Other happy hours were spent reading "Mopsy" and "Wonder Woman" comics and Nancy Drew mysteries which caused my usually cheerful grandmother to cluck in protest. She made up for it, teaching me to play Canasta and handing out nickles and dimes at the first ring of the Good Humor truck’s afternoon bell. We all ate fresh corn on the cob, blue fish and spot; we cooled off with sunset rides on the boardwalk’s merry-go-round and ferris wheel.

Storm clouds only gathered at Virginia Beach as the tides came in from World War II. Military manuevers heightened at Army bases on both ends of Atlantic Avenue. Convoys of camouflaged trucks carried solidiers from post to post. I waved to the troops from behind our white-washed fence. Landing barges spilled ashore in practice landings; B17s and 24s flew in Vs overhead. My father, eager to be part of the war, volunteered for the Navy. He was turned down for being under weight and near-sighted. Determined, he worked out, ate carrots and took eye exercises and then the Navy welcomed him aboard.

Once accepted, I sat beside my father at the ocean’s edge, quizzing him with flash cards to identify U.S. and enemy planes. Too soon, he was shipped to far away Hawaii. From this mythical place, he wrote and illustrated tales of wind gods, rare white deer, ducks who fall in love on the Central Park lake.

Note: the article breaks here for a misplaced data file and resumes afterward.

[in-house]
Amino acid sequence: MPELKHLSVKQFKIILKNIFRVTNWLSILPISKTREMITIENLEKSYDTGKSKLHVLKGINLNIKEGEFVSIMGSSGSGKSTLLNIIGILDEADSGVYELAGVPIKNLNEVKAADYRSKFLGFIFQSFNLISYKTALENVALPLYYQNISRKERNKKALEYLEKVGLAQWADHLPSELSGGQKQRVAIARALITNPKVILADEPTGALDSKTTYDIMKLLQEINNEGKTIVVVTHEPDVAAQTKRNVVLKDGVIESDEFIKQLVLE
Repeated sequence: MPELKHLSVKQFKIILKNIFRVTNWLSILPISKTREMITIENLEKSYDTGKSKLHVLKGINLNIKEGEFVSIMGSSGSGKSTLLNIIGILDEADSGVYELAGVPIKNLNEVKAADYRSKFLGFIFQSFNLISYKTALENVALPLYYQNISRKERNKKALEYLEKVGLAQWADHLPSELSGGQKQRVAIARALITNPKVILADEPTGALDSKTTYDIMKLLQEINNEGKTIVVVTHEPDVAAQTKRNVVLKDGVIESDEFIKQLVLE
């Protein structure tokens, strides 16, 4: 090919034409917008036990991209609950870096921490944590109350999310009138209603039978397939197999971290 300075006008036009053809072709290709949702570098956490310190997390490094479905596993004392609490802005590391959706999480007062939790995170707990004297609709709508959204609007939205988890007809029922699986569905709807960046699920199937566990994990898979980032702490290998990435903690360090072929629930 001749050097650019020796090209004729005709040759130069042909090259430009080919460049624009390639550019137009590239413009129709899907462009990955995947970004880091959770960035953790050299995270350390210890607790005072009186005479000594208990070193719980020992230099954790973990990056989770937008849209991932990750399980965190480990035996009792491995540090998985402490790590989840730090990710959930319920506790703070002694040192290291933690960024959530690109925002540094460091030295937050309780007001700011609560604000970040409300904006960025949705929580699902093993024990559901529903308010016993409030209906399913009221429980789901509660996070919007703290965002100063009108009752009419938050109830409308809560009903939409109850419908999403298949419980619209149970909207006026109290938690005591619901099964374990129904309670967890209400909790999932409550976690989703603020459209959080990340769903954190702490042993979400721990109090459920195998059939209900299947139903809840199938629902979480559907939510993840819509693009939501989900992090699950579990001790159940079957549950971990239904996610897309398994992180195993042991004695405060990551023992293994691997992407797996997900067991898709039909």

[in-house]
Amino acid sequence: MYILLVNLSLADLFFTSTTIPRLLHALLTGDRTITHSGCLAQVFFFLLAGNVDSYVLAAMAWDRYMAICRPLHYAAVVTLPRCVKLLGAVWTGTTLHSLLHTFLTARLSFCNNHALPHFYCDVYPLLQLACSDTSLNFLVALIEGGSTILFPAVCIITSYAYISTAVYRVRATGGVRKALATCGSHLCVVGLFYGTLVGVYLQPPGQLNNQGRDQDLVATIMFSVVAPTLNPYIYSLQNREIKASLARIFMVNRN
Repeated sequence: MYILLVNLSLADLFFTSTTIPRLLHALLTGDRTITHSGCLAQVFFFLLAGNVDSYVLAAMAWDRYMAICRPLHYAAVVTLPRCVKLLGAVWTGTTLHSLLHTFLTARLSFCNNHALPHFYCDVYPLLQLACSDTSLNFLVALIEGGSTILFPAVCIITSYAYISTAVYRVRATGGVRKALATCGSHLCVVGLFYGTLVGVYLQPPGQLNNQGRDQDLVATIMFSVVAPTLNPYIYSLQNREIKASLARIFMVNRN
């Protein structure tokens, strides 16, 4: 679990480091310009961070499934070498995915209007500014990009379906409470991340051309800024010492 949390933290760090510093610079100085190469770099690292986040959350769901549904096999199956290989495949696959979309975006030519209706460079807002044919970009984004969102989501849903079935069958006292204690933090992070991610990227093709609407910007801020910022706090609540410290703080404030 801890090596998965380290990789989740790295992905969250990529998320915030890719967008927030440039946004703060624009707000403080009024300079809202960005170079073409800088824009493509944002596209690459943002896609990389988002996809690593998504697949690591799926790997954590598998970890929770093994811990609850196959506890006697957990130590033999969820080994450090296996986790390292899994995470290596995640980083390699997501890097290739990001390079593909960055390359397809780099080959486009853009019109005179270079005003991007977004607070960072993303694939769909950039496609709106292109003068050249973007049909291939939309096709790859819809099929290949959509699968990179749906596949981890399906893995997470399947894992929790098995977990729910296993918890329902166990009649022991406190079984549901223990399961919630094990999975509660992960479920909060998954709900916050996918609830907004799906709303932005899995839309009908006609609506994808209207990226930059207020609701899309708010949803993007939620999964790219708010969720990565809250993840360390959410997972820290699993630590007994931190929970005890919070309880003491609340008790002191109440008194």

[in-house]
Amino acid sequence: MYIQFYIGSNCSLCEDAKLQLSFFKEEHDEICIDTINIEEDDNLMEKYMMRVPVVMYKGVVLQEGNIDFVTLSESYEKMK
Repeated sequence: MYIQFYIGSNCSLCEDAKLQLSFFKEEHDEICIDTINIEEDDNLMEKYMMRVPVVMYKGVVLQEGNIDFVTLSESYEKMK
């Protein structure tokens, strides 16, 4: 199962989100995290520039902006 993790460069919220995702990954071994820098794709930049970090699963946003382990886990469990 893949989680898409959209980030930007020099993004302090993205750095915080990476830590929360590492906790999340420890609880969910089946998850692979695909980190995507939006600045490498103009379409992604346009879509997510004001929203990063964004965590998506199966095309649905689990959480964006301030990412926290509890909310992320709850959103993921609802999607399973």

He also sent me a grass skirt and goldfish that I believed had miraculously swum across the Pacific. In fact, my mother found and purchased the fish at the local 5&10. Years later, I realized that she performed other magic throughout the war, keeping the beach house full of friends and laughter, while writing to my father every morning hoping the return mail would only bring good news.

Her wishing worked and my father returned home with war stories of a last minute assignment that kept him off a cruiser that was later bombed and intelligence assignments that based him squarely in the Officers’ Club swimming pool. My father joked that he’d only been given 10 minutes to recount his "harrowing" war experiences. Instead, they were buried like ghostly sandcrabs, making sure that only sunshine beamed brightly on our beach idylls for many years to come.

Family summers at the beach continued until I was in high school. Soon after a house party on my 15th birthday, my mother’s doctor said her skin was ripe for cancer if she continued to bake in the sun, something we were all too eager to do. She reasoned that if the sun was ruled out, so was our reason for coming to the beach. The next summer, the house was sold.

Still, I never stopped coming to the beach. John and I decided to get married in the moonlight over the breaking waves. Every summer, we rented apartments or cottages   and carted our children to the beach, even before they could walk. They chased the sandpipers and squealed at the whitecaps, and, later in high school, they stayed out late, no doubt, also watching the stars dip into the sea.

We now make the yearly trek without parents or children. We stay at a hotel and request an oceanfront view. I still anticipate that moment of reunion, that baptism of the steadfast sky and sea.